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Graphic novels about the Civil Rights movement—and a comic that helped inspire it

In honor of Martin Luther King, Jr., Day, I wanted to post a couple of links relating to graphic novels about the Civil Rights movement.

Rep. John Lewis’s memoir March was one of the most talked-about graphic novels of 2013. On this site, Esther reviewed it and Eva interviewed the co-author, Andrew Aydin, who is Rep. Lewis’s aide. The book also made our list of top graphic novels of 2013. Some other reviews and feature articles:

Civil Rights Legend Congressman John Lewis Tells His Story in ‘March’ Graphic Novel (SLJ)
Interview with Rep. Lewis (LA Times)
Interview with Nate Powell and Andrew Aydin (The Appendix)
‘March’ Sheds New Light on a Civil Rights Hero (NPR)
Review (Comic Book Resources)
Review (Publishers Weekly)
Review (The Comics Journal)

When I spoke to Rep. Lewis at BEA last summer, he told me that during the Civil Rights struggle, he and many others were inspired and informed by a comic, Martin Luther King and the Montgomery Story, which was published in 1957 by The Fellowship of the Reconciliation. The comic is available in full here. The Fellowship of the Reconciliation republished it in 2011, after the comic got some attention in the news (it was translated into Arabic by human rights activist Dalia Zadia) March publisher Top Shelf has published a new edition in print and digital; you can also get it on comiXology. Susan Karlin wrote about the new release and Aydin’s efforts to find out who the artist is in an article at Fast Company.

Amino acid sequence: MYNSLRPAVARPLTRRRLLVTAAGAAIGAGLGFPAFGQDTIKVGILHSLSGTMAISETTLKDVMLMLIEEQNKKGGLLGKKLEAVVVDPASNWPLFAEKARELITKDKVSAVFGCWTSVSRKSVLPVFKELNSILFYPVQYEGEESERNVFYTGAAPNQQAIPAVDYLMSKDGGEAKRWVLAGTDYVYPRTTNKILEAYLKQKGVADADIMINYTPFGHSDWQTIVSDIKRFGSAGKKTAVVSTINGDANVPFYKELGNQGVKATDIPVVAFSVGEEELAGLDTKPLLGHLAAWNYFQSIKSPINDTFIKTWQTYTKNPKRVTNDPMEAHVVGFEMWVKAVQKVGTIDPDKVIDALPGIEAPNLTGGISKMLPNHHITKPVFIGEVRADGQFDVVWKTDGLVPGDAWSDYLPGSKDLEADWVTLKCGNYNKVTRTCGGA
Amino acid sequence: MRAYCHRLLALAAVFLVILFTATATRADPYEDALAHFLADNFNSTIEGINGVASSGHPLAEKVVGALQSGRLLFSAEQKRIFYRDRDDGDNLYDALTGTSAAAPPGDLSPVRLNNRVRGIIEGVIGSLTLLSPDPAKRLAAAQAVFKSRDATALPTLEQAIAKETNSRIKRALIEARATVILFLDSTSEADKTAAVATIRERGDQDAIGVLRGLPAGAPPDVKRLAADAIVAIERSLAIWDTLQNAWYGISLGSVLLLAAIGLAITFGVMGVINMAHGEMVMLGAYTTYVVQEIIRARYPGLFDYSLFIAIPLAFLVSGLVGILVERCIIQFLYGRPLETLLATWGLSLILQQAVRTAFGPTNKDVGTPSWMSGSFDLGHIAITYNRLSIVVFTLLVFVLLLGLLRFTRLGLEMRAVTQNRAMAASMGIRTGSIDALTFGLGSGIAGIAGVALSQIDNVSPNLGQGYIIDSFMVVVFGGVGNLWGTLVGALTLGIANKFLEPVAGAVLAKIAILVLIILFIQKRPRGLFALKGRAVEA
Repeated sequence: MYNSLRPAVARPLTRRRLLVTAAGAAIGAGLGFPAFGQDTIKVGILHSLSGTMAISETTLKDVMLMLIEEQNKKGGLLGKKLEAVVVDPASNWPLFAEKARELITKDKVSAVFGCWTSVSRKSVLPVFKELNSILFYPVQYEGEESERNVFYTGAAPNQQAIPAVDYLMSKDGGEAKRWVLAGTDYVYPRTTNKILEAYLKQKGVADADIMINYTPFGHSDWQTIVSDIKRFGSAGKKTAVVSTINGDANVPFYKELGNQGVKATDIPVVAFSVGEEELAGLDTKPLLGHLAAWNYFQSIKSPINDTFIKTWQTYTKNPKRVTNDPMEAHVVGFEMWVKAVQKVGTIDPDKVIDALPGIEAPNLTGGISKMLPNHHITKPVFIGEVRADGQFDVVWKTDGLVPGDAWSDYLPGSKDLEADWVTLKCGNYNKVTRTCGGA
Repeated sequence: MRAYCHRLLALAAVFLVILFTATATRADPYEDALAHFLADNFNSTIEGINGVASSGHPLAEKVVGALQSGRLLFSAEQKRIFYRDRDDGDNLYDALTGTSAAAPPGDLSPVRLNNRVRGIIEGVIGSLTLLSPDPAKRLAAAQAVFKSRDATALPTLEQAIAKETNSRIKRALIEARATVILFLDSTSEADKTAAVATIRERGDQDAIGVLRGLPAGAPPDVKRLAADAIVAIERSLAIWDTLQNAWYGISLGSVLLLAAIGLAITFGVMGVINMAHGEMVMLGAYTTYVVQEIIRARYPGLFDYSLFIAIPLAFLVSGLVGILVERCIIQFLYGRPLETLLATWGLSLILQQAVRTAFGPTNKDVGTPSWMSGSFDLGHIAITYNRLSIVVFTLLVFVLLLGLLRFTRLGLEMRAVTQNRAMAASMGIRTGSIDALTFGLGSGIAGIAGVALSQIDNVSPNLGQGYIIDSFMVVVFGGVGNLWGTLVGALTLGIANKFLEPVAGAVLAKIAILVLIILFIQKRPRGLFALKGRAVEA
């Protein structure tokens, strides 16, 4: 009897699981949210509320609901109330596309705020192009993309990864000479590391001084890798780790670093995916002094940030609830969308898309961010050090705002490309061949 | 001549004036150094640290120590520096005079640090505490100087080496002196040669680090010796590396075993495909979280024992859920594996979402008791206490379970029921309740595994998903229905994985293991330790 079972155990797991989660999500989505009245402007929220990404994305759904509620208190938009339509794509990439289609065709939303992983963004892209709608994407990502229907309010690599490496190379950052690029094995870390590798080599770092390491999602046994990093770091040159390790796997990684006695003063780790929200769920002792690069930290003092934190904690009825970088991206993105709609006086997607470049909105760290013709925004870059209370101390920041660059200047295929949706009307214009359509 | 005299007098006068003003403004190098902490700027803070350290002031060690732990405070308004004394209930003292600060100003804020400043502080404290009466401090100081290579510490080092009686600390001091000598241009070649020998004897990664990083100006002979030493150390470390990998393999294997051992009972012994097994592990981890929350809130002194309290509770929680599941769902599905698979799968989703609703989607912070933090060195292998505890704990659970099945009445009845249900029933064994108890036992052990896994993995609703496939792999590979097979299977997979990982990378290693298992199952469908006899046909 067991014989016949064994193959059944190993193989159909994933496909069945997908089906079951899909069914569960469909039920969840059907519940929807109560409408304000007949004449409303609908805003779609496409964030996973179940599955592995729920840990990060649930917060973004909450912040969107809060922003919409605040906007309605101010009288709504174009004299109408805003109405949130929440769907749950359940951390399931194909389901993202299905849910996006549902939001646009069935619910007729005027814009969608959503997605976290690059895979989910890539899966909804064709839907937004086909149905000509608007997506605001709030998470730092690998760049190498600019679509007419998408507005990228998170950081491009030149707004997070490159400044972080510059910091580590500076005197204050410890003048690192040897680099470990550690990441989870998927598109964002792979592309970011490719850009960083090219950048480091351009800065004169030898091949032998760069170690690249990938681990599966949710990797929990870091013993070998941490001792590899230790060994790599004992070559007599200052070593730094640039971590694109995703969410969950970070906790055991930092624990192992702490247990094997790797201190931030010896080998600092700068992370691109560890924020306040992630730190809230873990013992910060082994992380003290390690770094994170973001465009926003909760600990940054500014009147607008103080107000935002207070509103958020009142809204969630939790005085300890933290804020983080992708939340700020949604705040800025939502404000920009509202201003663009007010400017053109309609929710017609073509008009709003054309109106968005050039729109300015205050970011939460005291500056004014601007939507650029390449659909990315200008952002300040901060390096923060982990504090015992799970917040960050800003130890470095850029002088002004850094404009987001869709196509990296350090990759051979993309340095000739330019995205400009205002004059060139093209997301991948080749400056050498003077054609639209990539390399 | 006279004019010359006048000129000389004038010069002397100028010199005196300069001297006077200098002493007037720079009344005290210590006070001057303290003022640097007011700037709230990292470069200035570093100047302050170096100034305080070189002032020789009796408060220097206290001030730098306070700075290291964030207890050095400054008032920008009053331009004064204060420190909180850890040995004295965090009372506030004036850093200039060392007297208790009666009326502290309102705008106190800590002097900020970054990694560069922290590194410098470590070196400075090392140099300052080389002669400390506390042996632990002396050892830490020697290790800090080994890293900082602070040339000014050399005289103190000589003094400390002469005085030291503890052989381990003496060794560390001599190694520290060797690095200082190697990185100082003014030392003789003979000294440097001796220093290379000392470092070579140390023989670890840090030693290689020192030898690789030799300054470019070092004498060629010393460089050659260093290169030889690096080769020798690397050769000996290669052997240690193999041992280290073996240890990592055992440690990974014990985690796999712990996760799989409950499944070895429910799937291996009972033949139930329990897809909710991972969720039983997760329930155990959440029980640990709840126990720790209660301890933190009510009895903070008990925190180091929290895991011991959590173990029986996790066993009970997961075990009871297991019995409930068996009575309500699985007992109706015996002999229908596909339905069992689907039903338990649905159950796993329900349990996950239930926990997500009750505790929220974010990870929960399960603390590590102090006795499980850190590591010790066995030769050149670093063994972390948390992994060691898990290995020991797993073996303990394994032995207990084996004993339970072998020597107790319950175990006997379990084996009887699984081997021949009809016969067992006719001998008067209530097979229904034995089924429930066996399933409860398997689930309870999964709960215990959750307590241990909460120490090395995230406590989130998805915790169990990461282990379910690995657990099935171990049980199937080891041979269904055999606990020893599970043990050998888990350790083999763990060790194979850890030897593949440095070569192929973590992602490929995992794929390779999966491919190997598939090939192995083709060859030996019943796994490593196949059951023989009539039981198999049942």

While March is getting a lot of press, and rightly so, there is another book that tells the story of the Civil Rights movement from a more personal perspective—and it’s illustrated by the same artist, Nate Powell. The Silence of Our Friends is a fictional story based on the childhood memories of writer Mark Long, who grew up in Texas in the 1960s. It’s the story of the friendship between a white television reporter and a black college professor during the student protests of 1968, and it effectively shows the small ways in which racism was reinforced by society as well as the larger issues that both men faced in different ways. It’s hard for many of us to imagine now that there was a time when inviting a friend of a different color to your house for dinner would be considered a major social breach, and Long, Powell, and co-author Jim Demonakos really bring the era to life.

Interview with Nate Powell (Comic Book Resources)
Interview with Mark Long (Publishers Weekly)
Review (The Appendix)
Review (Publishers Weekly)
Review (A Chair, a Fireplace, and a Tea Cozy)
Review (The Horn Book)

Brigid Alverson About Brigid Alverson

Brigid Alverson, the editor of the Good Comics for Kids blog, has been reading comics since she was 4. She has an MFA in printmaking and has worked as a book editor and a newspaper reporter; now she is assistant to the mayor of Melrose, Massachusetts. In addition to editing GC4K, she writes about comics and graphic novels at MangaBlog, SLJTeen, Publishers Weekly Comics World, Comic Book Resources, MTV Geek, and Good Brigid is married to a physicist and has two daughters in college, which is why she writes so much. She was a judge for the 2012 Eisner Awards.

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